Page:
Posts on Writing: Building

Maybe, just maybe, I should title this post: Playing Gardner, Playing Architect. Because, honestly, that’s what this post is going to be mostly about. 

Trying to figure out how to describe the two poles of writing is a struggle in itself. Outlining is easy enough to understand. But pantsing? Really? No. Just no. I don’t like that term. 

But what is a good term to use in it’s place? Gardens and structures are well and good, but they are metaphors. So what then?

How about free flowing? No, that is still a bit too metaphorical (flowing being watery, and free too political). What about intuitive? I think that could work. And it does imply an extreme. Let’s go with it.

The gardener and the architect. Intuition and outline. Yes, I think this could work. 

But these are just extremes. And hell, even in these extremes, it is not like there is total stylistic purity.

Fundamentally, a gardener plants seeds and waters, waiting for the plants to emerge. But looking at it from a larger scale, does a gardener not plan out his or her garden? Is there not, perhaps, some element of architecture in the garden? 

And the same goes for architects. Isn’t there some intuitiveness , some chaos in the initial stages of a project? 

What I’m trying to get at is that there is no absolute. There are extremes, yes, but nothing is absolute. Most writers work in the middle, between the two. And as their skills develop, they gravitate to what works best for them. 

And some writers are able to shift back and forth as needed. Want to work in film and television? You need to outline. It is an unavoidable part of the pitching process.

And what does one make of a “head outline?” While George R.R. Martin describes his writing in terms of gardening, it is fairly clear that he has a significant part of A Song of Ice and Fire pre-planned in his head.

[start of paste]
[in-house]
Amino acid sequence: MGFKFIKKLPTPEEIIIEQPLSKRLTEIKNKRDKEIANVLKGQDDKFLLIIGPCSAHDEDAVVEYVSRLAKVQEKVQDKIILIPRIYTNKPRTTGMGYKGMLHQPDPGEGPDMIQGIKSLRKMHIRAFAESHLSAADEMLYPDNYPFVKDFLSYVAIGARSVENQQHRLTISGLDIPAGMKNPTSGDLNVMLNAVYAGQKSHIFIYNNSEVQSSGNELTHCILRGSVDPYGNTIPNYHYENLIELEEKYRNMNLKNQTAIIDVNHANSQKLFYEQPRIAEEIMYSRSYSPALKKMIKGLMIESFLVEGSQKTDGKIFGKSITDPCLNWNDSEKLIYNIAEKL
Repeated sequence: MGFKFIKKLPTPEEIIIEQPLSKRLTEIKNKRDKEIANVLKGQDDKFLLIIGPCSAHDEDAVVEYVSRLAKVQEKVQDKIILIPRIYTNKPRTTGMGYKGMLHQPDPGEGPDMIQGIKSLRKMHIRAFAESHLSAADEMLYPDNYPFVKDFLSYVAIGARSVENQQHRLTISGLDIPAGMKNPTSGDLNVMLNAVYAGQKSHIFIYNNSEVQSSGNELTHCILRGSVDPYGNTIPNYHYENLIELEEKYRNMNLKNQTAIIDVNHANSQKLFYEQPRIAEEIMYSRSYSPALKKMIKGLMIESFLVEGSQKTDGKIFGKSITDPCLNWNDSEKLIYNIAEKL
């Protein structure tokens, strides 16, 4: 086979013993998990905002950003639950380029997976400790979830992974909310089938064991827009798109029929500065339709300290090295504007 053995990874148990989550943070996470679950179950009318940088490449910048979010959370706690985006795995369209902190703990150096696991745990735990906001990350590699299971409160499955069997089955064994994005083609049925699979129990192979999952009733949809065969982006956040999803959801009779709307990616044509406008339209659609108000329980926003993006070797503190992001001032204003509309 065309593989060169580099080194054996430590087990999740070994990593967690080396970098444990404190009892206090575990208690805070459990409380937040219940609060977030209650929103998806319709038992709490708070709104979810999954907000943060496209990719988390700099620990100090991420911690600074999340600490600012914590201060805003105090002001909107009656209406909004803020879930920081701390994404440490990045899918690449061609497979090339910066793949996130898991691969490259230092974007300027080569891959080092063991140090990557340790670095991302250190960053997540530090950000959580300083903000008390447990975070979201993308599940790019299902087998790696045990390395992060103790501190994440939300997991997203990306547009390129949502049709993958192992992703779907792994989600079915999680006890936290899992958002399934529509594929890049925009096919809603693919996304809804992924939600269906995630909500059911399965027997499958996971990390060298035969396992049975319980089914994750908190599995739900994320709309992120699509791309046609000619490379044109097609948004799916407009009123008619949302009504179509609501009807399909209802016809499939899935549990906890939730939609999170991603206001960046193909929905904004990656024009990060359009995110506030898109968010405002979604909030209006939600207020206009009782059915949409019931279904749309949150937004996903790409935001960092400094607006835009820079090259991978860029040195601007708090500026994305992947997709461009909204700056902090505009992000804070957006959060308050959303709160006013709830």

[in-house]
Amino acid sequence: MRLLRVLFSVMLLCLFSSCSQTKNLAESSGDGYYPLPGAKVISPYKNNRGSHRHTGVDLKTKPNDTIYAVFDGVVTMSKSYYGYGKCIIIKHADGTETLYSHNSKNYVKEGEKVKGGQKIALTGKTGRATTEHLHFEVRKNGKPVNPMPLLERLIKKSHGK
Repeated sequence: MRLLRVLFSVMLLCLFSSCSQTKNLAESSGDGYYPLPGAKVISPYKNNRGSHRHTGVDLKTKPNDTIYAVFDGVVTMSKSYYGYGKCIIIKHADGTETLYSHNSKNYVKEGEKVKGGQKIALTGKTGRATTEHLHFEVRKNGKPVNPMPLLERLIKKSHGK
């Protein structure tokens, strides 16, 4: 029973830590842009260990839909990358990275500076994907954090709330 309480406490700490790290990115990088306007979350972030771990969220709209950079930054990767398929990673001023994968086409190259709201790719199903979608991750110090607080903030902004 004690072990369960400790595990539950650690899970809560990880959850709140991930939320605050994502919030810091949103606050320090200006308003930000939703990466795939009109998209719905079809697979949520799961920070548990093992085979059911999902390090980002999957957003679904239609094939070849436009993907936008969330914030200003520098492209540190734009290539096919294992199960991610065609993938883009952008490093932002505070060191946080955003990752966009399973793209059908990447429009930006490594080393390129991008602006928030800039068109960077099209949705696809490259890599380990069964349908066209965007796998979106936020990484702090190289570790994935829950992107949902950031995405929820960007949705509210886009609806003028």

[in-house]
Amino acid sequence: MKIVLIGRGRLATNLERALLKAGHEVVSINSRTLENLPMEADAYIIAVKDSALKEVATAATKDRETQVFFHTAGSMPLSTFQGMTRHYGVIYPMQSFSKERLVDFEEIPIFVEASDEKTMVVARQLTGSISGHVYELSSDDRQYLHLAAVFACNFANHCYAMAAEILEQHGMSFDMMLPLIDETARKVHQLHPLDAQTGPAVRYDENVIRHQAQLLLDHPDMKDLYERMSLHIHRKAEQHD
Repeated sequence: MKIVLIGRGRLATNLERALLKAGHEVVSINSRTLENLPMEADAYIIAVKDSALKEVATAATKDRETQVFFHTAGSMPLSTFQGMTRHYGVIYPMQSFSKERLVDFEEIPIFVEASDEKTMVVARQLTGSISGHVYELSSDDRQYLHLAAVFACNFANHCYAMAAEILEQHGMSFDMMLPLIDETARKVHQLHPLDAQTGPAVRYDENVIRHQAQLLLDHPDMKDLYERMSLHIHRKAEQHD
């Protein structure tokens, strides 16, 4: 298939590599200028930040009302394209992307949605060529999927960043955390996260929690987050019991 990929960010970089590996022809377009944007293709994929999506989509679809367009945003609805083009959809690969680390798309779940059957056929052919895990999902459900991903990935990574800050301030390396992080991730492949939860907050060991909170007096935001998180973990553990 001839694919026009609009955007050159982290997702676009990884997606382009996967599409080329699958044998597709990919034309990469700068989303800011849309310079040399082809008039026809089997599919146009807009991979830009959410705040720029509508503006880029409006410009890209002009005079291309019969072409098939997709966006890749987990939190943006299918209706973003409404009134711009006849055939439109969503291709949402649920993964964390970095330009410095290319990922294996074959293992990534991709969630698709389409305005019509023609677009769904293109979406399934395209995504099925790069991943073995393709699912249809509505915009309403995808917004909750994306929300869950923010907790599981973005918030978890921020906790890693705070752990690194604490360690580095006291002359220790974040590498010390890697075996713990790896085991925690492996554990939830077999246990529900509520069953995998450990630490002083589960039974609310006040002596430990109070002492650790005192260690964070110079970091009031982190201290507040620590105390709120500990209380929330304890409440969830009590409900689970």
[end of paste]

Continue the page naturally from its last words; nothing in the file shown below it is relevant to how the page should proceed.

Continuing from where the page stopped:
Does outlining equate solely to mapping out the project on paper (or on computer) before the main writing begins?

I will admit that the interplay of outlining and intuition has troubled me in my own work. On the one hand, I naturally gravitate towards outlining. But there is just something “magical” about “channeling” a work without knowing where it will end (baring the head outline). 

Perhaps it depends on the work itself and who is telling the story. What I mean is this: “Who is the narrator?” and “What perspective is this in?” I’ve found outlining in first person perspective to be a pain. Seriously, the best thing is to have a clear head outline and just go. Of course that particular story was first person, present tense. A very crazy experiment, if I do say so myself. 

I have also experienced the sensation of outlining “killing” the desire to see the work progress beyond that phase. And, in experimenting without outlining, I often find the work takes far longer to write. 

At the end of the day, I think the question of how a particular writer writes is best left up to the writer him or herself. And it is important, I believe, to discover what works best on one’s own. Advice can be sought, but method cannot be taught comfortably. 


Posted on May 31, 2013, in Uncategorized and tagged , , , , . Bookmark the permalink. Leave a comment.

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